This is the thirteenth entry in Fordham’s education savings account Wonkathon. This year, Mike Petrilli challenged a number of prominent scholars, practitioners, and policy analysts to opine on ESAs. Click to read earlier entries from Michael Goldstein, Seth Rau, Matthew Ladner, Jonathan Butcher, Tracey Weinstein, Andy Smarick, Neerav Kingsland, Lindsey M. Burke, Jason Bedrick, Adam Peshek, Robin Lake, and Travis Pillow.
If you read SB 302, the Nevada legislation that establishes education savings accounts, you quickly realize how ambitious the program is. Section 9 enumerates the appropriate uses of funds, including transportation costs “up to but not to exceed $750 per school year.” Section 12 puts the onus on educational entities to ensure that students take mandatory norm-referenced exams in language arts and math?—?and “provide for value-added assessments of the results.” Section 15.5 goes beyond academics, affirming that children who “opt in” to the program “must be allowed to participate in interscholastic activities and events” sanctioned by a statewide body.
These legislative details may seem arcane in isolation. But collectively, they illustrate the sweeping and comprehensive nature of the bill. ESAs are not envisioned as accessories to the public school system; they are meant to be interwoven into the educational fabric of the state.
With this all-encompassing approach, Nevada sets itself apart from other recent movements to promote choice. Its predecessors were targeted interventions. They sought to address the needs of underserved students in narrowly defined ways. As Andy Smarick referenced, No Child Left Behind facilitated supplemental educational services, which were limited to “extra academic help” for low-income families in chronically underperforming schools. Arizona, Florida, Mississippi, and Tennessee shifted toward more flexible ESAs, but student eligibility was predicated on school conditions (a D or F rating) or demographics (special education or socioeconomic status). Whether explicitly stated or not, these programs were premised on the idea that the educational system had somehow fallen short and that ESAs would help to fill the gap. Nevada’s wide-ranging model is fundamentally different. Its universal scope, estimated at 93 percent of school-age children, means that it is striving to reform the core system altogether.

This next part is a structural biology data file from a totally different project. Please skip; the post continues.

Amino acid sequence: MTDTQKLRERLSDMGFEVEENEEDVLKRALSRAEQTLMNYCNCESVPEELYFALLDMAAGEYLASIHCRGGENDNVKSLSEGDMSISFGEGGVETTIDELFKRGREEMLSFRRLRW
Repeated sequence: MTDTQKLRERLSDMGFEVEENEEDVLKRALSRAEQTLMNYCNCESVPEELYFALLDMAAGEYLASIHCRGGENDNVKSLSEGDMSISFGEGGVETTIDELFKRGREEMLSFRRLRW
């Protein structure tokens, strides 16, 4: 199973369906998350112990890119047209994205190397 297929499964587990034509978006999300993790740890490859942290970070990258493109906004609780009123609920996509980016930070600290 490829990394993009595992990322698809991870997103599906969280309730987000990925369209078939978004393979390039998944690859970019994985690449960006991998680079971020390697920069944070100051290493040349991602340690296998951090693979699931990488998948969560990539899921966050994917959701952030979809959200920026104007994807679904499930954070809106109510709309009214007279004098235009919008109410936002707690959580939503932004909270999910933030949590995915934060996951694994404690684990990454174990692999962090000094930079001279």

Consequently, Nevada has a unique set of challenges that requires a unique set of solutions. In terms of implementing the ESAs, foremost issue confronting the state is that it must operate at scale from the start. It doesn’t have the luxury of piloting the program with a small population of students before expanding the pool, as was the case in other states. Even if family participation slowly trickles in during the early days, it must assume a strategy of large-scale systemic reform?—?and that’s a rather difficult undertaking when you’re the first in the nation.
Simultaneously, as new accounts are being established throughout the state, Nevada must redefine its role in the educational ecosystem. SB 302 envisions active involvement from the state treasurer. It specifies that the treasurer must administer parent agreements, oversee financial companies responsible for managing the accounts, and approve service providers. It also identifies the treasurer’s office as the responsible agency for administering a parent satisfaction survey (with very particular questions), while the state’s department of education coordinates the collection and aggregation of student data. Even if these agencies have a history of working well together, ESAs will necessitate a new level of collaboration. And that’s on top of a reconfigured relationship between the state, local districts, and families.
In unleashing the power of choice, Nevada puts itself in the position of ensuring that the educational marketplace functions properly?—?that the individual needs of students are met by high-quality service providers. This means it can’t simply perform the roles of compliance and enforcement. It must broker information as well. The question is whether it can build this “matchmaking framework” in relatively short order.
Given the scale and timeline of the program, it’s doubtful that public agencies can?—?or should?—?do it alone. Instead, Nevada should adopt the mindset of enabling organic solutions and exchanges of information, similar to what Matthew Ladner describes. Technology should be at the center of its plans. Nevada’s ambitious legislation needs an equally visionary approach to public management.
Robert Tagorda leads education reform efforts in Southern California.